The big thrill in the Call of Cthulhu RPG is the challenge. The foes investigators face range from cultists up to godlike beings of darkness and horror whose very appearance can shatter the human mind. In a world like this, every victory, no matter how small, can feel very rewarding.
The investigators also know things very few people know. They uncover secrets through their own blood, sweat, and lost sanity. This unraveling of mysteries is what drives investigators to chase mysteries and keeps the players coming back. The world is not how people think it is, and only the investigators can learn the truth.
How to Start: Becoming a Keeper
If you’re interested in running a game of Call of Cthulhu, a good option is to start with the Call of Cthulhu Starter Set and play through the included adventures. The Starter Set is a good value, and contains enough gameplay to help a new GM (called Keeper in CoC) learn the rules of play.
Next, you’ll want to purchase the Call of Cthulhu – Keeper Rulebook (7th Edition). Note, unlike D&D, there’s no separate Player’s Handbook and Dungeon Master’s Guide. All of the game’s core rules can be found in the Keeper Rulebook.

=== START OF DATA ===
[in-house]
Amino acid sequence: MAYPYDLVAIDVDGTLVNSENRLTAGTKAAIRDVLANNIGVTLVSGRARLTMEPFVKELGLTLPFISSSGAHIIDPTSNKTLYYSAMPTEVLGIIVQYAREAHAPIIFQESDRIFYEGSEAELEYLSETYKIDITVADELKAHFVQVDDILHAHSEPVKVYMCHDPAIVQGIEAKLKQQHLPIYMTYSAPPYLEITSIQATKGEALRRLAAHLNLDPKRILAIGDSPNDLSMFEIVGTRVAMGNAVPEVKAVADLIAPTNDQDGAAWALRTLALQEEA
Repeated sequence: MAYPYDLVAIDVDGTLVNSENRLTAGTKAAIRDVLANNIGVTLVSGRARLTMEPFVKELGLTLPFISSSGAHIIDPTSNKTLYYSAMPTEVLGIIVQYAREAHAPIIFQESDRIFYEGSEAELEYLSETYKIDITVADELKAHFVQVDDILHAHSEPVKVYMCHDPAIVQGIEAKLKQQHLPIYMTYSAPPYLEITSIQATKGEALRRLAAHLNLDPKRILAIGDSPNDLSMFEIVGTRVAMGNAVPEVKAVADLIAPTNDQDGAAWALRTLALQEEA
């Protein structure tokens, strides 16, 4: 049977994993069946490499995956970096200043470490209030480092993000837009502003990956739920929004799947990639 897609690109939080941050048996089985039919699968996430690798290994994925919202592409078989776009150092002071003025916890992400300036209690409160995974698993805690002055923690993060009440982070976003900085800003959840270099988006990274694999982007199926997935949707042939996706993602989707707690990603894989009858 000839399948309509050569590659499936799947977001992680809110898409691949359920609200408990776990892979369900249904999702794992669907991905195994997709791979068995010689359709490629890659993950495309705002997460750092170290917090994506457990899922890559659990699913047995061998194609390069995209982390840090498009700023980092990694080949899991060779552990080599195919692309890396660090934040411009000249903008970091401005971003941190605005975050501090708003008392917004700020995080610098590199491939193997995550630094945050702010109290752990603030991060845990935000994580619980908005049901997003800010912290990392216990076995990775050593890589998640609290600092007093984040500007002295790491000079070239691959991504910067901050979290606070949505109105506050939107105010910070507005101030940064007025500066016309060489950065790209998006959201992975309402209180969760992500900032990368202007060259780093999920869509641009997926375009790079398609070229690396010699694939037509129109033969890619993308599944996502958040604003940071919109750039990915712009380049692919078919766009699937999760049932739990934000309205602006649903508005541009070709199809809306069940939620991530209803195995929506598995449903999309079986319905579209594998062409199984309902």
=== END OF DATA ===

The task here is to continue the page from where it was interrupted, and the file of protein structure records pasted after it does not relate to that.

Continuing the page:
Other books, like the Investigator Handbook, are useful to have, but not essential for starting out. As an alternative option, you can start by playing one of the excellent solo adventures available for Call of Cthulhu. Alone Against the Dark, Alone Against the Frost, and Alone Against the Tide are all good choices.
A Great Tradition of Modules and Supplements
One final note: one of the greatest attributes of the Call of Cthulhu RPG is its history of high-quality published modules. CoC has been around for decades and, for the most part, each edition is cross compatible. That means you can easily grab one of the many acclaimed published adventures, going back to 1981.
Famous adventures include Masks of Nyarlathotep and Horror on the Orient Express. There are settings, like Berlin – The Wicked City. There are also many options to explore beyond investigations in the 1920s: Pulp Cthulhu, Cthulhu Dark Ages, modern age, and more!
Lose yourself—and your mind—in Chaosium’s Call of Cthulhu today!
Written with contributions from Charles Dunwoody
Charles discovered a nexus point where various dimensions that break the laws of science can be observed. He built a castle there and writes night and day of the awesome wonders he sees.
[ Read: Adapting Older D&D to Modern Rules ]
[ Shop all RPGs ]